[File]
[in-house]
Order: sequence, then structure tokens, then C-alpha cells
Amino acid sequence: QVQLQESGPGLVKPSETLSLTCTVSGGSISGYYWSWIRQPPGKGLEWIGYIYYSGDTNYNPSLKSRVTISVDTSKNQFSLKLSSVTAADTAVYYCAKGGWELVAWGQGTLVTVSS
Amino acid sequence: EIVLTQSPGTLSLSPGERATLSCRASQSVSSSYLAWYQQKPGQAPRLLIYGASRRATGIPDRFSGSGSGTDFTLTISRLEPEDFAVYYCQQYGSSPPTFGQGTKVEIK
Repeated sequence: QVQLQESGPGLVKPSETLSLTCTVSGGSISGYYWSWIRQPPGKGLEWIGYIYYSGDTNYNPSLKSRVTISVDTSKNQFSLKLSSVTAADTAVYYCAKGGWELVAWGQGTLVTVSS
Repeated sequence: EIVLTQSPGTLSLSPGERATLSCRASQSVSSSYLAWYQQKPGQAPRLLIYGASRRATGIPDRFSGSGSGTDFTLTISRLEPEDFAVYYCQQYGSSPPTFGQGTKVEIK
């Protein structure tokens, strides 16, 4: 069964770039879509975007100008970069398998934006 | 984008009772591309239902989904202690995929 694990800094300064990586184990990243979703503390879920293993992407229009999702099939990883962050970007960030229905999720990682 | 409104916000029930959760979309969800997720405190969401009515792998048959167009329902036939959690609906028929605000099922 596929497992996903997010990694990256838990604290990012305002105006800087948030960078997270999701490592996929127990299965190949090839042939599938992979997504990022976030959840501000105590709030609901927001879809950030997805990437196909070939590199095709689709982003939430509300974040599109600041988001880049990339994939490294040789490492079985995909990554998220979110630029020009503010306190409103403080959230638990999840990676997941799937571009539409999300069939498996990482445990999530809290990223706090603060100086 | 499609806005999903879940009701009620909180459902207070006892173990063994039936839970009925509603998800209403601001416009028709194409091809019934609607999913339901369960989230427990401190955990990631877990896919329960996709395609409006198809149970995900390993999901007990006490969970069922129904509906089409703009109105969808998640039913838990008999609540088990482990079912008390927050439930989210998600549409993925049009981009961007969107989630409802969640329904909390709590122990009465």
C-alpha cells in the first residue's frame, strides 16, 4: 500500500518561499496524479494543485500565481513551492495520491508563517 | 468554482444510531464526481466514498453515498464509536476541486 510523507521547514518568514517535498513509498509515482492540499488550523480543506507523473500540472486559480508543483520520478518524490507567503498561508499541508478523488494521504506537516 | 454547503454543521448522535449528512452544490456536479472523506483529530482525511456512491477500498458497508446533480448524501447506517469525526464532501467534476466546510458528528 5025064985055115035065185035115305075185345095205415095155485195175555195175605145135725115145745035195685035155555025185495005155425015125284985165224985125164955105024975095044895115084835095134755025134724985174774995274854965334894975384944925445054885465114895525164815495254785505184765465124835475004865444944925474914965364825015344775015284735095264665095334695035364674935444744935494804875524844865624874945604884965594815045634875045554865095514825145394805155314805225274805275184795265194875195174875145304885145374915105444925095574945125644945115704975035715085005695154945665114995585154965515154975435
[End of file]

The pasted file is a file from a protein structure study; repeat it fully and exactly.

[in-house]
Order: sequence, then structure tokens, then C-alpha cells
Amino acid sequence: QVQLQESGPGLVKPSETLSLTCTVSGGSISGYYWSWIRQPPGKGLEWIGYIYYSGDTNYNPSLKSRVTISVDTSKNQFSLKLSSVTAADTAVYYCAKGGWELVAWGQGTLVTVSS
Amino acid sequence: EIVLTQSPGTLSLSPGERATLSCRASQSVSSSYLAWYQQKPGQAPRLLIYGASRRATGIPDRFSGSGSGTDFTLTISRLEPEDFAVYYCQQYGSSPPTFGQGTKVEIK
Repeated sequence: QVQLQESGPGLVKPSETLSLTCTVSGGSISGYYWSWIRQPPGKGLEWIGYIYYSGDTNYNPSLKSRVTISVDTSKNQFSLKLSSVTAADTAVYYCAKGGWELVAWGQGTLVTVSS
Repeated sequence: EIVLTQSPGTLSLSPGERATLSCRASQSVSSSYLAWYQQKPGQAPRLLIYGASRRATGIPDRFSGSGSGTDFTLTISRLEPEDFAVYYCQQYGSSPPTFGQGTKVEIK
């Protein structure tokens, strides 16, 4: 069964770039879509975007100008970069398998934006 | 984008009772591309239902989904202690995929 694990800094300064990586184990990243979703503390879920293993992407229009999702099939990883962050970007960030229905999720990682 | 409104916000029930959760979309969800997720405190969401009515792998048959167009329902036939959690609906028929605000099922 596929497992996903997010990694990256838990604290990012305002105006800087948030960078997270999701490592996929127990299965190949090839042939599938992979997504990022976030959840501000105590709030609901927001879809950030997805990437196909070939590199095709689709982003939430509300974040599109600041988001880049990339994939490294040789490492079985995909990554998220979110630029020009503010306190409103403080959230638990999840990676997941799937571009539409999300069939498996990482445990999530809290990223706090603060100086 | 499609806005999903879940009701009620909180459902207070006892173990063994039936839970009925509603998800209403601001416009028709194409091809019934609607999913339901369960989230427990401190955990990631877990896919329960996709395609409006198809149970995900390993999901007990006490969970069922129904509906089409703009109105969808998640039913838990008999609540088990482990079912008390927050439930989210998600549409993925049009981009961007969107989630409802969640329904909390709590122990009465």
C-alpha cells in the first residue's frame, strides 16, 4: 500500500518561499496524479494543485500565481513551492495520491508563517 | 468554482444510531464526481466514498453515498464509536476541486 510523507521547514518568514517535498513509498509515482492540499488550523480543506507523473500540472486559480508543483520520478518524490507567503498561508499541508478523488494521504506537516 | 454547503454543521448522535449528512452544490456536479472523506483529530482525511456512491477500498458497508446533480448524501447506517469525526464532501467534476466546510458528528 5025064985055115035065185035115305075185345095205415095155485195175555195175605145135725115145745035195685035155555025185495005155425015125284985165224985125164955105024975095044895115084835095134755025134724985174774995274854965334894975384944925445054885465114895525164815495254785505184765465124835475004865444944925474914965364825015344775015284735095264665095334695035364674935444744935494804875524844865624874945604884965594815045634875045554865095514825145394805155314805225274805275184795265194875195174875145304885145374915105444925095574945125644945115704975035715085005695154945665114995585154965515154975435